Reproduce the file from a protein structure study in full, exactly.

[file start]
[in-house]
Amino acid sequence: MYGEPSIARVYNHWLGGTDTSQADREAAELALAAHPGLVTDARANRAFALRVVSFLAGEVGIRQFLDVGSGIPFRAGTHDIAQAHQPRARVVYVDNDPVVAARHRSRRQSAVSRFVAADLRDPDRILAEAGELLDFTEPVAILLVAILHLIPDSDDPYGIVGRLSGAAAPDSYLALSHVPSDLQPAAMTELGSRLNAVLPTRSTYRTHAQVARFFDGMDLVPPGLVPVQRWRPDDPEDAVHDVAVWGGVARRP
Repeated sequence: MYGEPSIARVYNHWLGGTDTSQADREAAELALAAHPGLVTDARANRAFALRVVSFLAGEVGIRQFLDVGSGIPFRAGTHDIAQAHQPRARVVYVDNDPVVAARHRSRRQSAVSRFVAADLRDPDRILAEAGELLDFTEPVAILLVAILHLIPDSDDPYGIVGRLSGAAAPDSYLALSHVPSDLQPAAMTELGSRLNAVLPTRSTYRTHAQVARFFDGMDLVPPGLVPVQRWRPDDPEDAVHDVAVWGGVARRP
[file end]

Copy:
[in-house]
Amino acid sequence: MYGEPSIARVYNHWLGGTDTSQADREAAELALAAHPGLVTDARANRAFALRVVSFLAGEVGIRQFLDVGSGIPFRAGTHDIAQAHQPRARVVYVDNDPVVAARHRSRRQSAVSRFVAADLRDPDRILAEAGELLDFTEPVAILLVAILHLIPDSDDPYGIVGRLSGAAAPDSYLALSHVPSDLQPAAMTELGSRLNAVLPTRSTYRTHAQVARFFDGMDLVPPGLVPVQRWRPDDPEDAVHDVAVWGGVARRP
Repeated sequence: MYGEPSIARVYNHWLGGTDTSQADREAAELALAAHPGLVTDARANRAFALRVVSFLAGEVGIRQFLDVGSGIPFRAGTHDIAQAHQPRARVVYVDNDPVVAARHRSRRQSAVSRFVAADLRDPDRILAEAGELLDFTEPVAILLVAILHLIPDSDDPYGIVGRLSGAAAPDSYLALSHVPSDLQPAAMTELGSRLNAVLPTRSTYRTHAQVARFFDGMDLVPPGLVPVQRWRPDDPEDAVHDVAVWGGVARRP